Popcorn, Pilgrims….

Myth and Magic

Once upon a time, a long time ago…

John Howland pondering popcorn at the first Thanksgiving - from a scene from a 19th century novel

John Howland pondering popcorn at the first Thanksgiving …MYTH

CHAPTER XXVI.

THE FIRST THANKSGIVING DAY OF NEW ENGLAND.

The meal was a rude one looked upon with the dainty eyes and languid

appetites of to-day, but to those sturdy and heroic men and women it was

a veritable feast, and at its close Quadequina with an amiable smile

nodded to one of his attendants, who produced and poured upon the table

something like a bushel of popped corn,–a dainty hitherto unseen and

unknown by most of the Pilgrims.

All tasted, and John Howland hastily gathering up a portion upon a

wooden plate carried it to the Common house for the delectation of the

women, that is to say, for Elizabeth Tilley, whose firm young teeth

craunched it with much gusto.

Breakfast over, with a grace after meat that amounted to another

service,…..

STANDISH OF STANDISH : A Story of the Pilgrims By JANE G. AUSTIN Author of “A Nameless Nobleman,” “The Desmond Hundred,” “Mrs. BeauchampBrown,” “Nantucket Scraps,” “Moon Folk,” Etc., Etc.Boston and New York Houghton, Mifflin and Company The Riverside Press,Cambridge 1892 Copyright, 1889,by Jane G. Austin.All rights reserved

But the problem with myth, is that it GROWS….

… and then other myths grow from there.

Popcorn is American. Nobody but the Indians ever had popcorn, til after the Pilgrim Fathers came to America. On the first Thanksgiving Day, the Indians were invited to dinner, and they came, and they poured out on the table a big bagful of popcorn. The Pilgrim Fathers didn’t know what it was. The Pilgrim Mothers didn’t know, either. The Indians had popped it, but it probably wasn’t very good. Probably they didn’t butter it or salt it, and it would be cold and tough after they had carried it around in a bag of skins.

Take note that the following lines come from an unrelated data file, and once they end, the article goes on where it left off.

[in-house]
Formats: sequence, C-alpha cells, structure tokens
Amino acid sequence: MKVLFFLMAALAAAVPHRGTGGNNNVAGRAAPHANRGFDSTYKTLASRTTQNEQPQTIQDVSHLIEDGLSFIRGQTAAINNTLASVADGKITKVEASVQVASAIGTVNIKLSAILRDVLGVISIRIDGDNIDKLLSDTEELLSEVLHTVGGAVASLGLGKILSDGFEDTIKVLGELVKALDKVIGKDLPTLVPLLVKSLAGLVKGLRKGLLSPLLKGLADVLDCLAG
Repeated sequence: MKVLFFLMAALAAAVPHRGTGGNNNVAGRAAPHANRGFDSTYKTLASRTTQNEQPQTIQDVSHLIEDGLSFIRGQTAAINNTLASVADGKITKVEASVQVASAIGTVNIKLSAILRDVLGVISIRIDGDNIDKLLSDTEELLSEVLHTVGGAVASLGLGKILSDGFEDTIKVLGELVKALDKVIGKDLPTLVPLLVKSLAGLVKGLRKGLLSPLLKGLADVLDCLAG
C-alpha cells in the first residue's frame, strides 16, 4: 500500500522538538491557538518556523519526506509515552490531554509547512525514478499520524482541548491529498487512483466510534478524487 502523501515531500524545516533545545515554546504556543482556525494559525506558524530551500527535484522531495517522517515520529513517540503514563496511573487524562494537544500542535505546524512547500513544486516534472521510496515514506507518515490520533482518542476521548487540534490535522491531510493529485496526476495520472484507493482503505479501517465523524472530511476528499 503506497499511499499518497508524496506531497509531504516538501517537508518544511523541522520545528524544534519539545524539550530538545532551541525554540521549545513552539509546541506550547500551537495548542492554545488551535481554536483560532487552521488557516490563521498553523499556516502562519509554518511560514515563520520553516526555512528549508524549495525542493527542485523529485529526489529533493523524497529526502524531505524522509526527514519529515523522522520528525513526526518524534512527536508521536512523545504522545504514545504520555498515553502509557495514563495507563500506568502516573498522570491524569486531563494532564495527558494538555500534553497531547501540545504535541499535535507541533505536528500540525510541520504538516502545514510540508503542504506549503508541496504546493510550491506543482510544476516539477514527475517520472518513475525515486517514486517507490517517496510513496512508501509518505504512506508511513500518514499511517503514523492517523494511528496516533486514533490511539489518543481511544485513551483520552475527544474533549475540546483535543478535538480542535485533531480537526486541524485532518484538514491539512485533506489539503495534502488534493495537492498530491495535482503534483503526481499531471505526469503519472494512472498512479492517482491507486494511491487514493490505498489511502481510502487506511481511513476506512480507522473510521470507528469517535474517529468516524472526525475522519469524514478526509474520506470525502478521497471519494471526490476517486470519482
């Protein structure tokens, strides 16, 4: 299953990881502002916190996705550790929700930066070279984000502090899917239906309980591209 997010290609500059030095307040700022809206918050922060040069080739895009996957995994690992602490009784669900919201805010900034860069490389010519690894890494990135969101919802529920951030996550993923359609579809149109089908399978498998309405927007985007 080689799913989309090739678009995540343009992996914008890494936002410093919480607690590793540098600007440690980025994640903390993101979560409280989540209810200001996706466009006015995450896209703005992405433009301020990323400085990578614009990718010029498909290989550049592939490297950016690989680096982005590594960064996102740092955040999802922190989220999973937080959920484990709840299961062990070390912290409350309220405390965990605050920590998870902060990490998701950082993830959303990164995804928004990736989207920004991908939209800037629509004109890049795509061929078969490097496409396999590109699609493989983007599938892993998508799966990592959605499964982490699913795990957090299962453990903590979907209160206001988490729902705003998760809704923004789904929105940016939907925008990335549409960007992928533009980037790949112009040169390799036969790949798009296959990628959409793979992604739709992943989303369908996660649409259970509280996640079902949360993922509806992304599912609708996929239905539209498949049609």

Farmer Boy by Laura Ingalls WIlder, p. 32.

Farmer Boy coverAnd who doesn’t want to believe Half-Pint?

laura6

Melissa Gilbert as Laura Ingalls in the TV show ‘Little House on the Prairie’

So although popcorn is a variety of corn that was not grown in New England before the nineteenth century, and therefore popcorn could NOT have been part of the first Thanksgiving, popcorn has a whole lotta cool in its past….even in the Little House in the Prairie series….like this:

You can fill a glass full to the brim with milk, and fill another glass of the same size brim full of popcorn, and then you can put all the popcorn kernel by kernel into the milk, and the milk will not run over. You cannot do this with bread. Popcorn and milk are the only two things that will go into the same place.

Farmer Boy, Chapter 3

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3 Comments

Filed under Autumn, Thanksgiving

3 responses to “Popcorn, Pilgrims….

  1. I really love the way you move through time and space as a historian, through reality and pop culture… Am going to serve popcorn now at my Thanksgiving.

  2. If anything had anything crunch at that first Thanksgiving, it would have been parched corn — which is a lovely snack, but which is not popcorn. Popcorn didn’t make it to the United States until the mid-1800s, when whaling ships from New England started bringing it back from South America. I have a whole chapter on popcorn in my book Midwest Maize, and it covers all this. It’s an interesting history — not just where the popcorn started and later traveled, but also all the ways people tried to prepare popcorn. It took us a while to come up with the ways we now enjoy it.

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